Advertisement
YOU ARE HERE: LAT HomeCollections

Church, Not Media, Is to Blame

November 15, 2002

Re "The Sin of Media Ignorance," Commentary, Nov. 13: I believe Andrew Greeley's anger is misdirected. Do not kill the messenger. His anger should be directed toward the hierarchy of his church and not the media. The church's hierarchy has hidden sexual abuse by its employees, protected them and destroyed many lives with cover-ups and denials of these crimes.

Yes, Father Greeley, these are crimes. In fact, in my opinion, the hierarchy has been an accessory to these crimes in many dioceses.

The media have done a fine job of informing not only Catholics but all of our society. I believe that this exposure is doing more good than we know. I am sure that many children will not be abused because of this exposure in the media.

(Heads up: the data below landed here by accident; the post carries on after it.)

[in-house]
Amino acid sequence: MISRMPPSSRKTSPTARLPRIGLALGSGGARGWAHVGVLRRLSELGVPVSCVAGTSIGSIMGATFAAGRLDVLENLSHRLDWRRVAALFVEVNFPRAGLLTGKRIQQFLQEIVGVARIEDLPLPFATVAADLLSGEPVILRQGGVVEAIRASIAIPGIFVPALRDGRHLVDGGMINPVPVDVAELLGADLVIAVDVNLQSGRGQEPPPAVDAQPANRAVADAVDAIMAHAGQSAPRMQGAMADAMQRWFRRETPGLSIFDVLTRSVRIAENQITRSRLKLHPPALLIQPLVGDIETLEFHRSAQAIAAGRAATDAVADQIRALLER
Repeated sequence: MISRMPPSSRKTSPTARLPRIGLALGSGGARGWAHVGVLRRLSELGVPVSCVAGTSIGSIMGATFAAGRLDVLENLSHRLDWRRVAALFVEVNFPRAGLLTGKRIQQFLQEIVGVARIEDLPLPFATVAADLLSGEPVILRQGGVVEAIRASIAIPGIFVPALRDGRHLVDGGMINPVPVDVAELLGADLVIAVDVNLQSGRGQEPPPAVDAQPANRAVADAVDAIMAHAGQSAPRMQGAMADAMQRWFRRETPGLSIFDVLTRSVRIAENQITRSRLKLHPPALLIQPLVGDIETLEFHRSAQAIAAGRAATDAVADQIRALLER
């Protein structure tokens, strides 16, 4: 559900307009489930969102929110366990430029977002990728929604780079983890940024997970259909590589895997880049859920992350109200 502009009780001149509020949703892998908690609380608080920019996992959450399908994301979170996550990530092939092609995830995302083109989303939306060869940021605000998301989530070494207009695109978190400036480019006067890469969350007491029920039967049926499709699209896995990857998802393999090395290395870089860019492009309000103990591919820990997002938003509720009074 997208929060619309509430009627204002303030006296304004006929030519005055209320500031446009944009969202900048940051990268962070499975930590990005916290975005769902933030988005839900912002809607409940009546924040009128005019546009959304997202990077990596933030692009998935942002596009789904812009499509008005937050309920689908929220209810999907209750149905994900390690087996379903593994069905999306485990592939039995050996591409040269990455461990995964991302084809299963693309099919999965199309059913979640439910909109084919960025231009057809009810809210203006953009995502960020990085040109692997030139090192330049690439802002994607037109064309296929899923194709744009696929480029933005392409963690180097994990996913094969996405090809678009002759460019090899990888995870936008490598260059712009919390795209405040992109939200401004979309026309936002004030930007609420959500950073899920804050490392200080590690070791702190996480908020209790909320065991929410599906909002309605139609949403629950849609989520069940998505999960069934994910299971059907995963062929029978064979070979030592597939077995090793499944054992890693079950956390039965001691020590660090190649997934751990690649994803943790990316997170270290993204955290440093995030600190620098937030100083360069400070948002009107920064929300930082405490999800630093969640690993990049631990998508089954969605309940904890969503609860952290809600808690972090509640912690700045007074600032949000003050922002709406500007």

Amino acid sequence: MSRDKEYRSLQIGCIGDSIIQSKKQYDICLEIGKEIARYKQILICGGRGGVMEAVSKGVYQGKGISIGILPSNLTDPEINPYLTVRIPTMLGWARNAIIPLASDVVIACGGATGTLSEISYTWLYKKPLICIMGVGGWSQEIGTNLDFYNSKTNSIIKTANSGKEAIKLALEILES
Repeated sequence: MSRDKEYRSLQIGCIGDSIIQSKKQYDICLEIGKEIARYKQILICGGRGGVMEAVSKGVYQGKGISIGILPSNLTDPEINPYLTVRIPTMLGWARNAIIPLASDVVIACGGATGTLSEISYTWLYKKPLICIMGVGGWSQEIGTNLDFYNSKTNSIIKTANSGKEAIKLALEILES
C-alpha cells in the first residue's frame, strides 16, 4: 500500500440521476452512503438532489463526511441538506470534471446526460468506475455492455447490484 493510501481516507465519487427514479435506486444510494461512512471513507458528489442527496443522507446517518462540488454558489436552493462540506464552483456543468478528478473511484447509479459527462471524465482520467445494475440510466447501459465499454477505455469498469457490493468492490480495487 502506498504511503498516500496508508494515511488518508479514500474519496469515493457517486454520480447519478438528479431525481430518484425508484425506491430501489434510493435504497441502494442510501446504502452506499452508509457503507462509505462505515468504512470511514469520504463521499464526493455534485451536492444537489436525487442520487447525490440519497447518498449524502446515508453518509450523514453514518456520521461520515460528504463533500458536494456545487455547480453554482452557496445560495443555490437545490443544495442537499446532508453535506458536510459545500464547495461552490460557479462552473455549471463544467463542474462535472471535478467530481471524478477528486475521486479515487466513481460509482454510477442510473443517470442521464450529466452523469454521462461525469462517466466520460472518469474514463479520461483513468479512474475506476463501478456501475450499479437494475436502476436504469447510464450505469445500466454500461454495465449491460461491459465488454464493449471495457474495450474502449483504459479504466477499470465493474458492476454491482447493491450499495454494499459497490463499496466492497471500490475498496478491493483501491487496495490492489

It is time for the hierarchy of the Catholic Church to tell us all the truth, and in doing so maybe we can help to mend the lives of those who have been so brutally abused by the clergy and their superiors.

David Price

Indio

*

Father Greeley finally got one right. There seem to be very few people in the news media who understand the fundamental difference between religion and politics.

Thomas F. Brands

Los Angeles

*

Re "Bishops Change Tone on Abuse," Nov. 12: It seems to me that the Catholic bishops are uninterested in searching out the root cause for why such an alarming number of priests have abused children. Their resistance to further discussion of this issue suggests to me that they are not planning to, and do not care to, look within the organization and discover what may have contributed to this outrageous problem.

The people who are accused by bishops of "advancing their own agendas" are people who are simply asking the difficult questions that need to be asked. Yet again I am left to conclude that child abuse is not an issue of importance and validity to the leaders of the Catholic Church, but rather is viewed as a public relations nightmare that they have grown tired of. Only when the church agrees to openly, honestly and thoroughly examine the problem can meaningful change occur.

Catherine L. Mesavage

Los Angeles

Advertisement
Los Angeles Times Articles
|
|
|